Hong Kong's Equal Opportunities Commission (EOC) has made 73 recommendations to the government to reform the city's existing four anti-discrimination ordinances, namely:
- Sex Discrimination Ordinance;
- Family Status Discrimination Ordinance;
- Race Discrimination Ordinance; and
- Disability Discrimination Ordinance.
The EOC highlighted 27 issues as higher priority areas for reform. In summary these are:
- Providing stronger and more comprehensive protection for various vulnerable groups, including people with disabilities, women, and ethnic minorities.
- Recommendations include introducing express protection for people with disabilities who are accompanied by assistance animals and women who are breastfeeding, and expanding the protection against racial discrimination by association beyond close relatives to also cover friends, colleagues, and other associates.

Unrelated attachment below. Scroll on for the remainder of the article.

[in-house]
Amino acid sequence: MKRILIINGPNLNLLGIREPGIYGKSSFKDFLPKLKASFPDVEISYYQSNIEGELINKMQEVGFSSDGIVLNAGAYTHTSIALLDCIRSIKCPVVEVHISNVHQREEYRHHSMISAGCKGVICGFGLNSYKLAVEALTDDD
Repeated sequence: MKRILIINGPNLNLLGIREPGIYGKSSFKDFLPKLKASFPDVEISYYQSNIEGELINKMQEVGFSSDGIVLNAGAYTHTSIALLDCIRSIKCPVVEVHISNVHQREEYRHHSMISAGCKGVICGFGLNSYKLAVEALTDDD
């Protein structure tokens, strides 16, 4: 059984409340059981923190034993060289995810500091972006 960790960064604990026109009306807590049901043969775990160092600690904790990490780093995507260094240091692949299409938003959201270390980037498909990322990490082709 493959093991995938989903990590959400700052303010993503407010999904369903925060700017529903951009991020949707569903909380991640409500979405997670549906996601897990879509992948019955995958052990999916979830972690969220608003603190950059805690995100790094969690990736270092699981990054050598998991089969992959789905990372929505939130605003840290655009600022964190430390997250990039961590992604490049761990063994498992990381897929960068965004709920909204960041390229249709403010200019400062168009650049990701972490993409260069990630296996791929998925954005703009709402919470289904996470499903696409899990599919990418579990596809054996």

- Encouraging institutional changes and addressing systemic inequality.
- Recommendations include introducing a duty to provide reasonable accommodation for people with disability across multiple domains and the right of women to return to a work position after maternity leave.
- Facilitating more effective application of the anti-discrimination ordinances.
- Recommendations include enhancing the clarity and consistency of the definition and protection against direct and indirect discrimination as well as harassment across various protected characteristics.
- Closing the gaps in the existing protection against discrimination.
- Recommendations include providing protection from racial discrimination in relation to the exercise of government functions and powers, and providing express protection from discrimination in voting and standing for elections for persons with disabilities.
The EOC's 73 recommendations were a product of their Discrimination Law Review, which included a four-month public consultation. The aim was to simplify and modernise Hong Kong's anti-discrimination regime.
Full reports can be found here:
EOC's Submissions to the Government
EOC's Report on Responses to the Public Consultation